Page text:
Converged cable, wireless networks inch closer to reality

DENVER — After more than decade of discussions about the promise of convergence, panelists at a Light Reading breakfast event held in conjunction with the SCTE Cable-Tec Expo 2023 conference say the truly converged cable and wireless network is finally inching closer to reality.  

Steve Williams, group VP, access network operations at Charter Communications, opened the session by talking about the benefits of convergence, such as having a more complete view of the customer experience across all managed elements and networks and being able to launch unique and differentiated services that aren’t available over disparate networks.

However, Williams added that there are a lot of factors to consider first. For example, will your services transfer well between the disparate networks and technologies? And, perhaps more importantly, what is the customer experience like when the networks are converged?

Nevertheless, Williams said that he believes there are some early success stories for convergence, including Charter’s mobile speed boost, which allows Spectrum Mobile customers to receive speeds up to 1 Gbps on their Spectrum Mobile smartphones when inside their homes, even when their provisioned wireline internet speed is less than a gigabit.

More operators are experimenting with converged workloads, according to Robert Wilmoth, chief architect, North America service provider team for Red Hat. “We’ve seen an uptick in service providers wanting to run converged workloads whenever they want,” he said.

But there is still a lot to learn about how converged networks handle network performance issues such as latency. Jhuli Takahara, product and innovation manager at Incognito said that her company is working on a solution that would allow converged fiber and wireless networks to manage latency between one access network and the other and also allow operators to measure usage on one network vs the other network.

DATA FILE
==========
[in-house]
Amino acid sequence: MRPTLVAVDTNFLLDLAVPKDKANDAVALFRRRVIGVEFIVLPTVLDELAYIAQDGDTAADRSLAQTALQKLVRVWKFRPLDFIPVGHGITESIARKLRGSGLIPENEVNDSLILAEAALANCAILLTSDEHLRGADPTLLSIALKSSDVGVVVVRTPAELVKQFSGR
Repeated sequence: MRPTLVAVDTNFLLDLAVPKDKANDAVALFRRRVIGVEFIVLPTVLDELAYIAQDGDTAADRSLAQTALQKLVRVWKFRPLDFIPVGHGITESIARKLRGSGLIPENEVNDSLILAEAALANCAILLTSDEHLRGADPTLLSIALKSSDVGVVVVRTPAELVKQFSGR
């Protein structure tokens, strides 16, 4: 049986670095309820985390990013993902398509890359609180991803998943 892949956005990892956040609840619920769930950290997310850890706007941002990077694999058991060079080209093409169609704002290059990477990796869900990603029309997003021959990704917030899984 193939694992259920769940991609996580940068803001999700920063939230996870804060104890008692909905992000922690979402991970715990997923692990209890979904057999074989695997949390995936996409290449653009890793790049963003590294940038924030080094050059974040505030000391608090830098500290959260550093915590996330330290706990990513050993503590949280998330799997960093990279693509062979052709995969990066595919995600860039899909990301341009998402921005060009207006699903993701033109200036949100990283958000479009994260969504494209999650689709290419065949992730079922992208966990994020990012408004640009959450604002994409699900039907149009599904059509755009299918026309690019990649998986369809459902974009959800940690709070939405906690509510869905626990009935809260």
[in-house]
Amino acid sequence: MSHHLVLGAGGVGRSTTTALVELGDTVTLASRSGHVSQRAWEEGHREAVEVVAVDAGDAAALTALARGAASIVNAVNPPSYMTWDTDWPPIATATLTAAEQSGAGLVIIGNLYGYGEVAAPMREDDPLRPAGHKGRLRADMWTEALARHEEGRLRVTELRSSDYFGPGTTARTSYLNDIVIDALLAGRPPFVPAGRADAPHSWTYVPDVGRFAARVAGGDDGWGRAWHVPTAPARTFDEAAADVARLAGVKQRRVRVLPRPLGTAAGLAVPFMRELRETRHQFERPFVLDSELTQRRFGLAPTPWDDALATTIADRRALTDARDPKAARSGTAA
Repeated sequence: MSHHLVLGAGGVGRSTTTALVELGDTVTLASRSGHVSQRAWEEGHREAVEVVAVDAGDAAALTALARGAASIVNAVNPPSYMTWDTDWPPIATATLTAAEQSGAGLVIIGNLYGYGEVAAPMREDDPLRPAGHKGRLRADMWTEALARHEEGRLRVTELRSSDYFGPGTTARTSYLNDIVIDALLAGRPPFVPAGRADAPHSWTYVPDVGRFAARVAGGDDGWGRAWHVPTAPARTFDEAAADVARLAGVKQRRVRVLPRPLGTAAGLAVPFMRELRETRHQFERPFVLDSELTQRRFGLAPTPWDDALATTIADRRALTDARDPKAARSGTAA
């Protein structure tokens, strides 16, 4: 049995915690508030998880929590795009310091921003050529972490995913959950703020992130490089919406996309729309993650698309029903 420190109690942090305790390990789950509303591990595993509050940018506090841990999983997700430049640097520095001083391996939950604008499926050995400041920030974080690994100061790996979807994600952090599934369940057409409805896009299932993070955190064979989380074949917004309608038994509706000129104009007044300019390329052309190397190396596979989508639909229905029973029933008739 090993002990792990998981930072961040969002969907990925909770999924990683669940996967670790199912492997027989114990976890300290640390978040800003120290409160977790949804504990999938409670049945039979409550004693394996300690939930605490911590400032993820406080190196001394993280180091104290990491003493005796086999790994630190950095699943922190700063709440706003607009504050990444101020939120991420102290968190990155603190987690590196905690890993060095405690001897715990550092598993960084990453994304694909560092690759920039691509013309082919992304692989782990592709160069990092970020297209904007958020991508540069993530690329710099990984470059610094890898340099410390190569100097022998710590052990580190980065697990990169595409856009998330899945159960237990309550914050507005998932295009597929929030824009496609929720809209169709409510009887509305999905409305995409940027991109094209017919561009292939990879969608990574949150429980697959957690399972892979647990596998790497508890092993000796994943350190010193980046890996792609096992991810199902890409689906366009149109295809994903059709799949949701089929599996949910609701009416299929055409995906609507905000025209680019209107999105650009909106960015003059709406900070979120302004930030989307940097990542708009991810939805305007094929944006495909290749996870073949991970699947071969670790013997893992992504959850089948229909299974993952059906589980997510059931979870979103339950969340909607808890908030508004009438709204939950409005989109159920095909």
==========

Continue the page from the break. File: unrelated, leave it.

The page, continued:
Plus, operators still need to be able to have a converged view of the network so they can see what is happening with the applications as well as the network usage. “The role of the application provider is to ride on these converged networks and create a good customer experience,” said Victor Esposito, SVP engineering and network operations at Ritter Communications.

Converged 5G network core?

Currently, U.S. cable mobile virtual network operators (MVNOs) do not converge with the 5G network core of the underlying mobile network operator. However, according to Randy Levensalor, principal architect with Cablelabs, the R&D facility is looking at ways to merge  with the mobile operator 5G network core because that type of sharing will allow for better management of the radio assets the MVNOs are deploying in their CBRS spectrum. In addition, a converged 5G core may be necessary so MVNOs can learn key information about their mobile customers that can’t be found by monitoring the subscriber management system alone.

This will be a choice that cable MVNOs will have to make at some point, Levensalor added.

Another key question is whether cable operators will always need an MVNO relationship with a mobile network operator or will they at some point be able to just have convergence with the in-home Wi-Fi network and small cells riding on their CBRS spectrum. Levensalor said he believes that the cable MVNOs will always need to have partnerships with mobile network operators and/or satellite providers. Although he thinks cable MVNOs will be able to one day offload the majority of their traffic onto small cells and the Wi-Fi network, he said there will always be large open areas where small cells won’t make sense and there won’t be any network coverage except for cellular or satellite.